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Variability of breeding resource partitioning in a lacertid lizard at field scale

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Human activities cause increasingly deep alterations to natural environments. Yet, the effects on vertebrates with low dispersal capacity are still poorly investigated, especially at field scale. Life history variation represents one means by which species can adapt to a changing environment. Among vertebrates, lizards exhibit a high degree of variation in life-history traits, often associated with environmental variability. We examined the female breeding output of Podarcis siculus (Lacertidae) inside agricultural habitats, to test whether different cultivation and management influence the life-history traits of this species. Interestingly, we recorded variability of female breeding output at a very fine scale, namely among adjacent vineyards and olive orchards under different management levels. Lizards displayed the lowest breeding effort in the almost unmanaged sites, while clutch mass, relative fecundity and mean egg mass slightly increased in more intensively managed sites. However, in the most intensive cultivations we detected a life-history trade-off, where eggs from larger clutches tended to be relatively smaller than eggs from smaller clutches. This pattern suggests that agriculture can influence lizard reproductive output, partly favouring it in the presence of medium intensity cultivation but causing, in the most intensively managed sites, some environmental constraints that require a peculiar partitioning of the breeding resources. Even though further studies are needed to clarify the mechanisms driving the observed pattern, our results can be considered a starting point for evaluating the analysis of lizard breeding features as a tool to assess the impact of human activities, at least in agricultural environments.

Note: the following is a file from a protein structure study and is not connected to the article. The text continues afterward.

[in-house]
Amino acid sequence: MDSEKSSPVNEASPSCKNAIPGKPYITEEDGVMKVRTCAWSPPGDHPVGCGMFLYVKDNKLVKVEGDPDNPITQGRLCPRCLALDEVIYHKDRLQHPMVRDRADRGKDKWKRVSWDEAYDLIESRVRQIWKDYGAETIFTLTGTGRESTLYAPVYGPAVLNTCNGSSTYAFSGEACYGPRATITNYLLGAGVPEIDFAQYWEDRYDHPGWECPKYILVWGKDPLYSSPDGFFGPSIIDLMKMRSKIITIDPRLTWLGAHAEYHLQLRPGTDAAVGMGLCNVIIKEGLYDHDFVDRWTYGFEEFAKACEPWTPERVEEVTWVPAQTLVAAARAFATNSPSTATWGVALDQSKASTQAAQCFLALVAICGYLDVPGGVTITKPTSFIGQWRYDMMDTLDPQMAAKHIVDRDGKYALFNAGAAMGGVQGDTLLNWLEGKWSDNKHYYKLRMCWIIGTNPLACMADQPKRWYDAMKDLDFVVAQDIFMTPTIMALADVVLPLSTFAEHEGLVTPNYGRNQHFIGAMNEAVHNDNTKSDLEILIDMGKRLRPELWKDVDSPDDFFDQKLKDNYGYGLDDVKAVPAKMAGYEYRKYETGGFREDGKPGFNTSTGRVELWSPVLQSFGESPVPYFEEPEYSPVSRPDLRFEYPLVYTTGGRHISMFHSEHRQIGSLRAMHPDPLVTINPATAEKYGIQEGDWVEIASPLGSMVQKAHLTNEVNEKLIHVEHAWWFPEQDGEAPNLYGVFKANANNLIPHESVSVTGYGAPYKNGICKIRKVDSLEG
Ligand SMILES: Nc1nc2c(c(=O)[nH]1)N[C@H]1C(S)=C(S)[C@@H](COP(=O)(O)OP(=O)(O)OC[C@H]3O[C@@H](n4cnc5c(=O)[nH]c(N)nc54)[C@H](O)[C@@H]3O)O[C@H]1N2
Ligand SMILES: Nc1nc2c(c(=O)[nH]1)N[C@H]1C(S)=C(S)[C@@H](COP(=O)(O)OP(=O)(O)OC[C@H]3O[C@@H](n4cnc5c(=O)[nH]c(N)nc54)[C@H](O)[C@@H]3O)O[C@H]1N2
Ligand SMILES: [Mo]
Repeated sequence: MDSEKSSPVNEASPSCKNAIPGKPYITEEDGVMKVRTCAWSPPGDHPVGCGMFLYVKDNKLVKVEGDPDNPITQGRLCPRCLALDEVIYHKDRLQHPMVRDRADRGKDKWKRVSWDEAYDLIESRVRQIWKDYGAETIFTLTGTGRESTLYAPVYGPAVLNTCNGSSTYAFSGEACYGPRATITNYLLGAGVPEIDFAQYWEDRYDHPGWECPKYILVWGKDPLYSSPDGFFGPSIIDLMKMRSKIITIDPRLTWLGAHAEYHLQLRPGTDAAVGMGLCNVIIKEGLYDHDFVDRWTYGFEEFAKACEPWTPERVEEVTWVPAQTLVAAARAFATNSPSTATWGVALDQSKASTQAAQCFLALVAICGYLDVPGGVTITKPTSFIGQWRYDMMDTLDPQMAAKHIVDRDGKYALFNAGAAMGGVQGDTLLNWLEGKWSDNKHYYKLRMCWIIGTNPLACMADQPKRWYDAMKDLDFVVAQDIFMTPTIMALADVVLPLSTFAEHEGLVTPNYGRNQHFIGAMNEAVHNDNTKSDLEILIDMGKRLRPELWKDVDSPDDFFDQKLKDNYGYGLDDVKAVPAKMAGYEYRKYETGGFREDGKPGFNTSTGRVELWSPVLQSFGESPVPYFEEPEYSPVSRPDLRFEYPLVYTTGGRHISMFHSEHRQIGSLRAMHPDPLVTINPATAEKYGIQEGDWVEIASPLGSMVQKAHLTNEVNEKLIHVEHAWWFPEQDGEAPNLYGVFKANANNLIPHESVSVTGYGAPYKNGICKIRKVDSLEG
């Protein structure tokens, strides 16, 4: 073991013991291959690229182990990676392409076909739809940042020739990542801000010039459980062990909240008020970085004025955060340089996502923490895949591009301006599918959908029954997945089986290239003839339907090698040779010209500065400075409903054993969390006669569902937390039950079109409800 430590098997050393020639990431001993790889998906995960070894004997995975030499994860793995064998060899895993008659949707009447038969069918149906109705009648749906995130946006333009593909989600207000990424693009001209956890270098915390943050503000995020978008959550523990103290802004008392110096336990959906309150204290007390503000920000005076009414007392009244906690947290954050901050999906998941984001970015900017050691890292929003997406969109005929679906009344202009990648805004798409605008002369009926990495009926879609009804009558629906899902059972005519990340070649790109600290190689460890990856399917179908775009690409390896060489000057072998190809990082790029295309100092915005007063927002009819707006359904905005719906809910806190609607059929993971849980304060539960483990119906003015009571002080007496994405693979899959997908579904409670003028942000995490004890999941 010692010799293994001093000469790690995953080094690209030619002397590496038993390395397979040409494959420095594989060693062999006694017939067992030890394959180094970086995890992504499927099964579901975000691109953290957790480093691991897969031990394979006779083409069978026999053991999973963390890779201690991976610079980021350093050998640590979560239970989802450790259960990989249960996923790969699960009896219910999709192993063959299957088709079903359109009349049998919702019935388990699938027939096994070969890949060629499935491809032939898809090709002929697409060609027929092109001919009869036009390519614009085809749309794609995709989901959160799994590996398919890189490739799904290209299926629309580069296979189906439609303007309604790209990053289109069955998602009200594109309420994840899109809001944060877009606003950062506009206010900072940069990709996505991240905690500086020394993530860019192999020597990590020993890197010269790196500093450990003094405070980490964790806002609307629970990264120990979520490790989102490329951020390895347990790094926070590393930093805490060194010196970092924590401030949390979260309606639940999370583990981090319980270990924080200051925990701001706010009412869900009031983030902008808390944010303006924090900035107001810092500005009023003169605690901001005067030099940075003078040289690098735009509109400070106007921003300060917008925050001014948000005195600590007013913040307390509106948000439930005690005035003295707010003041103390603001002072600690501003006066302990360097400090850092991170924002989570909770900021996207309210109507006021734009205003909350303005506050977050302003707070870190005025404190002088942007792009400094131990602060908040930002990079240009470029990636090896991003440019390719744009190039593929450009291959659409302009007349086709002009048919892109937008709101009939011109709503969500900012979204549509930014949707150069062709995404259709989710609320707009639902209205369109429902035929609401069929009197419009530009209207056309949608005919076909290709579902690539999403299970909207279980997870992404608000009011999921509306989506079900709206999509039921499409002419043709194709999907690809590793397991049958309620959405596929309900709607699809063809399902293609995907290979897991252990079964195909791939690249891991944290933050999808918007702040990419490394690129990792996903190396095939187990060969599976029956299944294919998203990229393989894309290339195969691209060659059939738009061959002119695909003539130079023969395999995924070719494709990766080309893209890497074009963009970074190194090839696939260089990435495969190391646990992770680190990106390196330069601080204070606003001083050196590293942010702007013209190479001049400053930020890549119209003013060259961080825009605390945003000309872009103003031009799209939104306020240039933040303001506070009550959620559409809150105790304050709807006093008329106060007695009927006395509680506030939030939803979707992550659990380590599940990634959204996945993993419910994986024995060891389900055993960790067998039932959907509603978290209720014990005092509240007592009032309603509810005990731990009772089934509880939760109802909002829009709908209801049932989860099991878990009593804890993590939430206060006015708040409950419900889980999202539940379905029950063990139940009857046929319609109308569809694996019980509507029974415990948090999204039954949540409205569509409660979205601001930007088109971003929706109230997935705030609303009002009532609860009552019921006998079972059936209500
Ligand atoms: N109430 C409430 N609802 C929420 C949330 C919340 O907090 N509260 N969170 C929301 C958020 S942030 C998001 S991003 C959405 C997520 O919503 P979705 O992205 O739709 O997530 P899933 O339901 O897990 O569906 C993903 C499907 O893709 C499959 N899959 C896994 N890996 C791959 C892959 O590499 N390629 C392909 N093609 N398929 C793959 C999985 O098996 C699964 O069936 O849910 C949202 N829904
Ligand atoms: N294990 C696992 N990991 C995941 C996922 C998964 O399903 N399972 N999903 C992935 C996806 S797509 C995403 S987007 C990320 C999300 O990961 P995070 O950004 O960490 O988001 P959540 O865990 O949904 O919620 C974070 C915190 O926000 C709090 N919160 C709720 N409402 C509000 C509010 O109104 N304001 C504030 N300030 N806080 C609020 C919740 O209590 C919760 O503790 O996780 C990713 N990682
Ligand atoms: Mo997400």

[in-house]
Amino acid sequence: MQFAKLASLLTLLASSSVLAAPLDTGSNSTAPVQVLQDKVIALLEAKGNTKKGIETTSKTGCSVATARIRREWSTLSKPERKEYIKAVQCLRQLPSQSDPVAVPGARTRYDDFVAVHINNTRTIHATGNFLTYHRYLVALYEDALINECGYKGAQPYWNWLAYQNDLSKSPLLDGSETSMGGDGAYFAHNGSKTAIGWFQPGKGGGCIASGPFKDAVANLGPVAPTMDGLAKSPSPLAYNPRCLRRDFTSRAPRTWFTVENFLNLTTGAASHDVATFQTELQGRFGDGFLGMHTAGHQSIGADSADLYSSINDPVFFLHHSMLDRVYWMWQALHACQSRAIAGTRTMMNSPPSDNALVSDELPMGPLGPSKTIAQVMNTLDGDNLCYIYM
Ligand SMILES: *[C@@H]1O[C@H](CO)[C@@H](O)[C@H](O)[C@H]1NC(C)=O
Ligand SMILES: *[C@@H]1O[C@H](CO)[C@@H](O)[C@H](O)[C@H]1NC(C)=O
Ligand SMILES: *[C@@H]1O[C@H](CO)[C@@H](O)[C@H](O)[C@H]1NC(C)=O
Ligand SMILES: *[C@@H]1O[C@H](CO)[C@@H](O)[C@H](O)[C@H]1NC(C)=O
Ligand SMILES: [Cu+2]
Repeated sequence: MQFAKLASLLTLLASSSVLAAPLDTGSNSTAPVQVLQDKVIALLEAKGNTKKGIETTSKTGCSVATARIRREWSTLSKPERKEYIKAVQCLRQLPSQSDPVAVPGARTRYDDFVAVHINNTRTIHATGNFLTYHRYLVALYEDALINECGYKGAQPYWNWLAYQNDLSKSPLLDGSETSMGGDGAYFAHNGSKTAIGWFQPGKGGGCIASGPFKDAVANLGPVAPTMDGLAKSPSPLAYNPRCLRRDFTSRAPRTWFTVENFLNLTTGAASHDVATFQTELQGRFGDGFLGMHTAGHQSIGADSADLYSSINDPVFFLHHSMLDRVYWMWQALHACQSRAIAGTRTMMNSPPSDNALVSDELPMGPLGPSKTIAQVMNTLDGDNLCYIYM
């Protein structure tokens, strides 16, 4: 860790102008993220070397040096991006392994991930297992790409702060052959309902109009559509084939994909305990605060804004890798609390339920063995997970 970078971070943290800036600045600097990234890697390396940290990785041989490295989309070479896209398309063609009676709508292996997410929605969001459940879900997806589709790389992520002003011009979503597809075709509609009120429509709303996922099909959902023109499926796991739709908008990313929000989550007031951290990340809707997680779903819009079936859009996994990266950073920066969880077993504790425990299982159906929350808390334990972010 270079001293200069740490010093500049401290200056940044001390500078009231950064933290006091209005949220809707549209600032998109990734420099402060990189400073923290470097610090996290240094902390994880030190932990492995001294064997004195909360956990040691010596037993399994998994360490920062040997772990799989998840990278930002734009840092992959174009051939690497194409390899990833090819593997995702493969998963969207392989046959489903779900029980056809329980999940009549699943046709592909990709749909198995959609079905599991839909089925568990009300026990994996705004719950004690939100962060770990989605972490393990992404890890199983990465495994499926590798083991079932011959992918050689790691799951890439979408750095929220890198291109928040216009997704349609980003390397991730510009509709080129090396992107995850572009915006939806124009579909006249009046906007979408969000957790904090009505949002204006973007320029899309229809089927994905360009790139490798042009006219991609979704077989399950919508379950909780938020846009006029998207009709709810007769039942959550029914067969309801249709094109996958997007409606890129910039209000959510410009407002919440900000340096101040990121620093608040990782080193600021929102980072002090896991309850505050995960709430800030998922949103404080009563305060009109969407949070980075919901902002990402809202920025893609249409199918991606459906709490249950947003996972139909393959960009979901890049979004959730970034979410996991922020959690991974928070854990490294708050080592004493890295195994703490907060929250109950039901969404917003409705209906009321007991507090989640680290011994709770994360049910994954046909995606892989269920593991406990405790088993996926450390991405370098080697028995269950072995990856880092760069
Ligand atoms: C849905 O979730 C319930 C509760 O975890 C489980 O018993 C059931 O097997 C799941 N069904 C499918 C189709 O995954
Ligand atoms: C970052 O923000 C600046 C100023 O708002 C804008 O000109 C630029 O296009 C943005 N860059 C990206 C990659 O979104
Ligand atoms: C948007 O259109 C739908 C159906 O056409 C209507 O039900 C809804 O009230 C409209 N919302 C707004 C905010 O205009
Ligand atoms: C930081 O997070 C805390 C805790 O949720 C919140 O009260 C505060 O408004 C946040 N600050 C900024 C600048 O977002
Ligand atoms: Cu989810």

Affiliations: 1: Museo di Storia Naturale dell’Università degli Studi di Firenze, Sezione di Zoologia “La Specola”, Via Romana 17, 50125 Florence, Italy

*Corresponding author; e-mail:

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